Activity 2: Prioritizing Goals
Learning to prioritize, setting and sharing goals: Students review their completed Framing A Future (FAF) summary page to select a goal that they want to work towards.
Students read and review their completed FAF planning tools. Students work with their mentor or a teacher to complete the "Setting Priorities" worksheet. Students select 2-3 items from the worksheet that are very important to them. Students use language to describe, explain and elaborate on reasons why these items are of high importance. Students share their responses with their mentors, other students and/or family members.
To participate in this activity, students need to have already completed the FAF planning tool. Please follow this link to The Bridge School's FAF section of the site for a complete explanation of the tool and links to download the tool in its original or computer-adapted version. This activity can be completed in one long session or broken down into several smaller activities completed over several days.
- Students are given their completed FAF planning tool. Students and mentors read and review the student's completed survey.
- Students work with their mentor or a teacher to complete the written "Setting Priorities" worksheet.
- When the worksheet is completed, students are asked to re-read the items listed in the blue box "Very Important to Me."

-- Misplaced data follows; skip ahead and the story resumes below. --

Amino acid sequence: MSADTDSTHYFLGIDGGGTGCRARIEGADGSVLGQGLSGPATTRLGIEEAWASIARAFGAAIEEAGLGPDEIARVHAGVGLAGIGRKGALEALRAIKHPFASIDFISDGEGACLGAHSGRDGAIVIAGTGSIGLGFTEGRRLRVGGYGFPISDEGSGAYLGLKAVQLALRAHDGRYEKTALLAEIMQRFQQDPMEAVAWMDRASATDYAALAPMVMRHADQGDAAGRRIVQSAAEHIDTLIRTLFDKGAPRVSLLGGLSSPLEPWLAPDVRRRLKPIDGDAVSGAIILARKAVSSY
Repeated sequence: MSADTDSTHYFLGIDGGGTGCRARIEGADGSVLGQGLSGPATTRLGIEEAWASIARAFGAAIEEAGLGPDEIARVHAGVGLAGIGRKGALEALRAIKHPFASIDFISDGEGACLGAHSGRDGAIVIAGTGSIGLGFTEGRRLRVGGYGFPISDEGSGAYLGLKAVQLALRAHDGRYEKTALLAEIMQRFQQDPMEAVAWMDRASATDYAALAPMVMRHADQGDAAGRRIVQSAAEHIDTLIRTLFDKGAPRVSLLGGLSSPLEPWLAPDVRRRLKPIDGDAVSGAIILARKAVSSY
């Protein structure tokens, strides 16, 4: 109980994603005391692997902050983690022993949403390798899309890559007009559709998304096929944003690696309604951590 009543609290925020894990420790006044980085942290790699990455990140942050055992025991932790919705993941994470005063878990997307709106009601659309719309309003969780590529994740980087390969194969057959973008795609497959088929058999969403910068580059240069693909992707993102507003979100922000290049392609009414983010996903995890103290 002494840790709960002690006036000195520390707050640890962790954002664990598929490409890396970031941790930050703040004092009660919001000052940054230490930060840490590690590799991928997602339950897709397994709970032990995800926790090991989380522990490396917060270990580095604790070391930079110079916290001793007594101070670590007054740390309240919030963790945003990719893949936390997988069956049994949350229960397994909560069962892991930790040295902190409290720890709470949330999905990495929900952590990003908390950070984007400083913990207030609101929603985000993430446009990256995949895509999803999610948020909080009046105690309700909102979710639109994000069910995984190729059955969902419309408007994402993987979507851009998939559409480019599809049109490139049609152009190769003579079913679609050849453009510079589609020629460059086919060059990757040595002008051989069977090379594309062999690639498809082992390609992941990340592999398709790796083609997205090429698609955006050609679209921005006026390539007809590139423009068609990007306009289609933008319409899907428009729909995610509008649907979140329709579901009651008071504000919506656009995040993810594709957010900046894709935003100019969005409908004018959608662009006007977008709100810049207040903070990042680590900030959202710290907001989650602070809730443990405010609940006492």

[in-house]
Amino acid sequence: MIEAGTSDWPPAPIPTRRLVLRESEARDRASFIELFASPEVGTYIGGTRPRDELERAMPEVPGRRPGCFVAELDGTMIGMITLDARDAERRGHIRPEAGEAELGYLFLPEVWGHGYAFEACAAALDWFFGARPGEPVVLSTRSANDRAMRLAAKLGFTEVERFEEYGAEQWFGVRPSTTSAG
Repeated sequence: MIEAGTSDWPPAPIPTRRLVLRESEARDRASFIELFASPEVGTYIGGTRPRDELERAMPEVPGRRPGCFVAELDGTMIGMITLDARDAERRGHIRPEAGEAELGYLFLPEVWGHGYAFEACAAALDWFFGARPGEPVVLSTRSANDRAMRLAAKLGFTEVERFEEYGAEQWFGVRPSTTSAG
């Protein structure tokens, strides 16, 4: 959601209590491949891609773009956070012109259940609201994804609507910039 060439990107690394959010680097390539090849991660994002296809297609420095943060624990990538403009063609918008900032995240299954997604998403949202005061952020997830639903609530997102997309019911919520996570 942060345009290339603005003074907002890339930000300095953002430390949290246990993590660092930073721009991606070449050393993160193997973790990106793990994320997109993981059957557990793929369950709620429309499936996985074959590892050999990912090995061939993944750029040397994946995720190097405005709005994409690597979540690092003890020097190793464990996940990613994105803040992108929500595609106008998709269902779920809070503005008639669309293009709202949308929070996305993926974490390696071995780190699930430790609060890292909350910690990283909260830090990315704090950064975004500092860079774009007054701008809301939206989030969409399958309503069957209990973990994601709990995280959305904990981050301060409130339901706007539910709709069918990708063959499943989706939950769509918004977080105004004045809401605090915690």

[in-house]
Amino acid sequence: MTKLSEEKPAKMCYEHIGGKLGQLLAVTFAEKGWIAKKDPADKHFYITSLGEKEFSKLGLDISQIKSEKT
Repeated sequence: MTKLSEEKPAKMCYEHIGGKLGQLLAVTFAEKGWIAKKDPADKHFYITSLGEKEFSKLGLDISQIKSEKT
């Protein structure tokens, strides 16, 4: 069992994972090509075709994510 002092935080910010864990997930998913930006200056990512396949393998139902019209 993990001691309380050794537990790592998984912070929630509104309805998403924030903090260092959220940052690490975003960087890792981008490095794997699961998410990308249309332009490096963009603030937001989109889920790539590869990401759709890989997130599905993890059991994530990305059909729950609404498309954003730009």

- Students and their mentors select 2 or 3 of the listed items to work on.
- Students and their mentors work in pairs or small groups to discuss why those items are important to the student. Mentors and teachers activate student background knowledge and draw connections between items identified by the student and student interests, family activities, class subjects, etc.
- Students write down at least 1 reason why each item in the blue box has been identified as a priority.
Once the student and mentor have completed the worksheet and discussed 1 or 2 reasons why these items are of high importance, students come together in small groups to share their priorities. Students use their AAC systems, partner support and/or pre-recorded messages to share their responses. Mentors or teachers can lead discussions that give students opportunities to share information, know they've been heard and gain insight from the perspective of their mentor.
- Use computer-adapted "Setting Priorities" worksheet for alternate access.
- Read the worksheet and responses aloud to the student.
- Use text-to-speech word processing program, word prediction/completion software for writing support.
- Provide student-appropriate AAC systems to type responses directly into the answer fields on the form.
- Provide partner-assisted strategies with communication boards for students to dictate their responses.
- During the discussion portion of the activity, students can generate their responses using their speech-generating devices, or they can use partner-assisted strategies with communication boards.
- Provide the student linguistic support while brainstorming.
- Offer students plausible options based upon known student information. For example, if a student's FAF survey listed "making art or being creative" as a "Very Important" item but the student has a hard time coming up with a reason why, point out to the student 3 potential reasons, such as:
- Because you love going to art museums
- Because your aunt works at an art supply store
- Because you feel like an artist or creative person